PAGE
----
My view is it doesn't matter. My pricing is based on a 1x2x4 serving size .... they are welcome to cut it any size they want. If they plan to cut it twice the size, they will have to order twice the cake.

I am NOT getting put in the position of having to explain pricing differences on the same 10" round cake.

And it's easy to explain: "My 10" round, 2-layer cake is $70 and will serve 25-35, depending on how you cut it. Here's how you cut it ...." (and then show them the page on Debi's website on How To Cut A Cake).

Ever order a bucket of KFC chicken??? icon_rolleyes.gif

death_by_frosting Posted 30 May 2008 , 2:45am
post #6 of 24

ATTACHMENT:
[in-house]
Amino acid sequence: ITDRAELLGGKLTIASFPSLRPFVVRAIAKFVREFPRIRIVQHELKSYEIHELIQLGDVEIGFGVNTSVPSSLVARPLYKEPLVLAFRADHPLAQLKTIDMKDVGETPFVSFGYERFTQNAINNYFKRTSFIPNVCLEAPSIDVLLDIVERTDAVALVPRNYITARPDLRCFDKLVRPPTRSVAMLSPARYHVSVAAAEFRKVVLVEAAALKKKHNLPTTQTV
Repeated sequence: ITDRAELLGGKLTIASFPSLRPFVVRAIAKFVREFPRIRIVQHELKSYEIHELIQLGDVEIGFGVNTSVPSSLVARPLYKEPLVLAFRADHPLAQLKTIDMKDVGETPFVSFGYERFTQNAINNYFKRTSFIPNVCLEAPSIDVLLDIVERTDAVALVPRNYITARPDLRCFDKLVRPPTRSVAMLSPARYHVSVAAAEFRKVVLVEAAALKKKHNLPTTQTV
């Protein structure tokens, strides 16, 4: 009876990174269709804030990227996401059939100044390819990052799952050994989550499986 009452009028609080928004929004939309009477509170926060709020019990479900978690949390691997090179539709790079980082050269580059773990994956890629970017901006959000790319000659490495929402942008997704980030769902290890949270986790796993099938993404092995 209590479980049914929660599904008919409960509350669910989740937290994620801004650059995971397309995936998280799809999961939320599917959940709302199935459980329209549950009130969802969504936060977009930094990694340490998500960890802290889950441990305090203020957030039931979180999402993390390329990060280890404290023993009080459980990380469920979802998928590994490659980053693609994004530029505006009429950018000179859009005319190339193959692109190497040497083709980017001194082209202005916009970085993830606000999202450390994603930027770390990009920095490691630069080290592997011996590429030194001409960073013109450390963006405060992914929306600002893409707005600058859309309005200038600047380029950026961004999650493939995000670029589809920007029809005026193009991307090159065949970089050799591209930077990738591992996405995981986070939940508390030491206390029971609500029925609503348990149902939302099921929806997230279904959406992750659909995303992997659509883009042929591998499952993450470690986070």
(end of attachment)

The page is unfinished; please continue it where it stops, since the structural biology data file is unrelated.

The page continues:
WOW KoryAK! I first look at your post and thought "oh no, not math, I won't even follow this." But you made it very clear. I've got it now!!! Wish you were around during highschool algebra. Honstly never thought I'd use pi again. (if that's how it's spelled- ha ha)

ladyonzlake Posted 30 May 2008 , 2:45am
post #7 of 24

I agree with Indydebi and I promise you that a 1" x 2" x 4" is a very healthy peice of cake! My husband was telling me to cut them smaller!

death_by_frosting Posted 30 May 2008 , 2:51am
post #8 of 24

indydebi, I was asking about party sized pieces so I know what size pan to use so that my cake has the right amount of pieces. I then always charge by the size of tier plus any additional charge for more time consumming or most costly decorations. I ones I'm talking about are just one tier double layer. I'm not a money making business. Just for family and friends and friends of friends....